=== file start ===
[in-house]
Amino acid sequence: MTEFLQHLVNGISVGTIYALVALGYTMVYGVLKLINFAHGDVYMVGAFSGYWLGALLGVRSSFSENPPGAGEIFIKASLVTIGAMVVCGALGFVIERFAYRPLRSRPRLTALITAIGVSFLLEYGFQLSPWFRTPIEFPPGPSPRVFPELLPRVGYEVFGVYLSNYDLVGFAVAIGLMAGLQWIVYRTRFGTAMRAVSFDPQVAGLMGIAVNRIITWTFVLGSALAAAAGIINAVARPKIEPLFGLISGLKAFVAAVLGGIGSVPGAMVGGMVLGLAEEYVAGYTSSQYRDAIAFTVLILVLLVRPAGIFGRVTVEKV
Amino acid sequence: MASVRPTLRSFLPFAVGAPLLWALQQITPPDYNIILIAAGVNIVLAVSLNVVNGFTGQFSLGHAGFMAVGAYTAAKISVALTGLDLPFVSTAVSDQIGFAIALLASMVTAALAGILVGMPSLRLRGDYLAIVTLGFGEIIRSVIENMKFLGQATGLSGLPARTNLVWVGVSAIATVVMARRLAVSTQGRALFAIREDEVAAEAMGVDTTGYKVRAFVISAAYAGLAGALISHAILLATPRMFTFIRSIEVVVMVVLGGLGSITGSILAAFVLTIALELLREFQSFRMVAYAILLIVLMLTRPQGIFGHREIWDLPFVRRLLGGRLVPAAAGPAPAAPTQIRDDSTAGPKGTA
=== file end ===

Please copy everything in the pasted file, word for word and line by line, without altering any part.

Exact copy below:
[in-house]
Amino acid sequence: MTEFLQHLVNGISVGTIYALVALGYTMVYGVLKLINFAHGDVYMVGAFSGYWLGALLGVRSSFSENPPGAGEIFIKASLVTIGAMVVCGALGFVIERFAYRPLRSRPRLTALITAIGVSFLLEYGFQLSPWFRTPIEFPPGPSPRVFPELLPRVGYEVFGVYLSNYDLVGFAVAIGLMAGLQWIVYRTRFGTAMRAVSFDPQVAGLMGIAVNRIITWTFVLGSALAAAAGIINAVARPKIEPLFGLISGLKAFVAAVLGGIGSVPGAMVGGMVLGLAEEYVAGYTSSQYRDAIAFTVLILVLLVRPAGIFGRVTVEKV
Amino acid sequence: MASVRPTLRSFLPFAVGAPLLWALQQITPPDYNIILIAAGVNIVLAVSLNVVNGFTGQFSLGHAGFMAVGAYTAAKISVALTGLDLPFVSTAVSDQIGFAIALLASMVTAALAGILVGMPSLRLRGDYLAIVTLGFGEIIRSVIENMKFLGQATGLSGLPARTNLVWVGVSAIATVVMARRLAVSTQGRALFAIREDEVAAEAMGVDTTGYKVRAFVISAAYAGLAGALISHAILLATPRMFTFIRSIEVVVMVVLGGLGSITGSILAAFVLTIALELLREFQSFRMVAYAILLIVLMLTRPQGIFGHREIWDLPFVRRLLGGRLVPAAAGPAPAAPTQIRDDSTAGPKGTA